Canadian Employment Law Today

December 9, 2015

Focuses on human resources law from a business perspective, featuring news and cases from the courts, in-depth articles on legal trends and insights from top employment lawyers across Canada.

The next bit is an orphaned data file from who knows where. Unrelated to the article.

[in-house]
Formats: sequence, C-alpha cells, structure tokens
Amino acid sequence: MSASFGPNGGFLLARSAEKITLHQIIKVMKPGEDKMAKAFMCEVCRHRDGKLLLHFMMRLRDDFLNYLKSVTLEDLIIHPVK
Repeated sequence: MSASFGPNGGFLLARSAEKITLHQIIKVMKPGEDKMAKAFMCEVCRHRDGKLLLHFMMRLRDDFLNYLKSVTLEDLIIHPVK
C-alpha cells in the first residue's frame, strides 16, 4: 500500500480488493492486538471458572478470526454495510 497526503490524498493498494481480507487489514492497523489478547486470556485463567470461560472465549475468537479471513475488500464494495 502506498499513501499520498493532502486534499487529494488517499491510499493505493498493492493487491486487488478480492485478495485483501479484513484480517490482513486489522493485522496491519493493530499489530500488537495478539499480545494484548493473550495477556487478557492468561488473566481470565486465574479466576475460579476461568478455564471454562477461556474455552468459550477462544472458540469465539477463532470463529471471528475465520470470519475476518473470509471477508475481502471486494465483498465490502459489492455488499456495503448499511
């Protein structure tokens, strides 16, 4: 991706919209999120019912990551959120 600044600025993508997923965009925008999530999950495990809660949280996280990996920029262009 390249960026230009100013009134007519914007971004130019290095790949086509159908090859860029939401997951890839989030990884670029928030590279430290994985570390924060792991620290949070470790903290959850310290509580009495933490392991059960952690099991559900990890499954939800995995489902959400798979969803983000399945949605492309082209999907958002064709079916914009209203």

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PM40065782 Emplo y ment Law Today Canad ad a ian December 9, 2015 Arbitrator throws pool worker a lifeline A CITY OF TORONTO worker who was fi red for breaking into a municipal pool after hours with intoxicated co-workers has been reinstated by an arbitrator. Vasilio Katsuras, 22, was a lifeguard for the City of Toronto. He was fi rst hired by the city at the age of 14 as a wading pool attendant on a part-time basis in the summer. He be- came a lifeguard at 16 and continued to work summers for the city through high school and university. In 2012, he was trained as a "pool in-charge." roughout his time as a part-time seasonal employee, he received favourable performance reviews and had no disciplinary record. Early in the morning of Aug. 29, 2013 — about 1 a.m. — Katsuras went to a private beach party run by a co-worker with a friend who was also a city employee. He said he didn't feel like going, but his friend "dragged" him to the party. ough his friends had been drinking, he didn't have anything to drink and drove to the party. Many of the attendees at the party had been drinking for some time and were in various states of intoxication. ey decided to go "pool-hopping" at a municipal pool nearby. Pool-hopping — where unauthor- ized people gain access to an outdoor pool after hours — was a signifi cant concern for the city, as it was a major safety concern. It was usually done by members of the public, but it was also a tradition among city aquat- ic staff , usually near the end of the season. Senior aquatic staff circulated a key to the nearby pool for the event. At about 2:30 a.m., a large group of par- tygoers walked and drove to the nearby city pool. Katsuras drove himself and three oth- ers. Katsuras was the fi rst to arrive, so he and his passengers sat on some grass nearby. As others arrived, they began testing the doors with their keys, but none worked. Unbeknownst to Katsuras at the time, some of the partygoers on another side of the pool complex started kicking at a set of doors. Glass on the doors broke and they gained access, letting Katsuras and others inside through an emergency exit. About 12 people entered, including Katsuras. He was the only one not intoxicated. e main pool lights were left off to avoid detection. Psychometric testing pg. 3 A valid means of pre- employment screening? with Colin Gibson CREDIT: SHUTTERSTOCK Local offi ce's jean and shorts ban clotheslined pg. 4 Company policy allowed employees to use their judgment; local managers didn't have authority ASK AN EXPERT pg. 2 Breach of company policy condoned by manager? STAFF TRADITION on page 7 » BY JEFFREY R. SMITH AN ALBERTA WORKER is out of luck after challenging his dismissal following his employer's discovery that he was perform- ing work for his own company during busi- ness hours. D'Arcy Ross was hired by IBM Canada in August 2010 to be a senior salesperson. e position was full-time with a salary plus commission and benefi ts. He had access to offi ce space in Edmonton — though he was based in Toronto — but was a mobile employee who was on the road most of the time. He was provided with a company cell- phone and maintained regular contact with his supervisor through phone and email. When Ross was interviewed, he told IBM that he was the president of his own private business that he co-owned with his wife. e business sold and installed custom residen- tial storage components, and Ross was re- sponsible for operations while his wife paid the bills. He said that he had continued to run the business while he worked part-time as a salesperson for another company. How- ever, he assured IBM that if he was hired full- time, he would transfer his responsibilities to his wife. IBM was fi ne with this arrangement and didn't ask Ross to sever his relationship with the private company. As part of his employment agreement, Ross had to agree to follow IBM's business conduct guidelines, which required him to avoid situations where a confl ict of interest could arise — an example of this was given as DERELICTION on page 6 » Employee's pocket dial reveals moonlighting on company time Pocket dial let supervisor listen in on employee visiting customer of employee's private business during work hours

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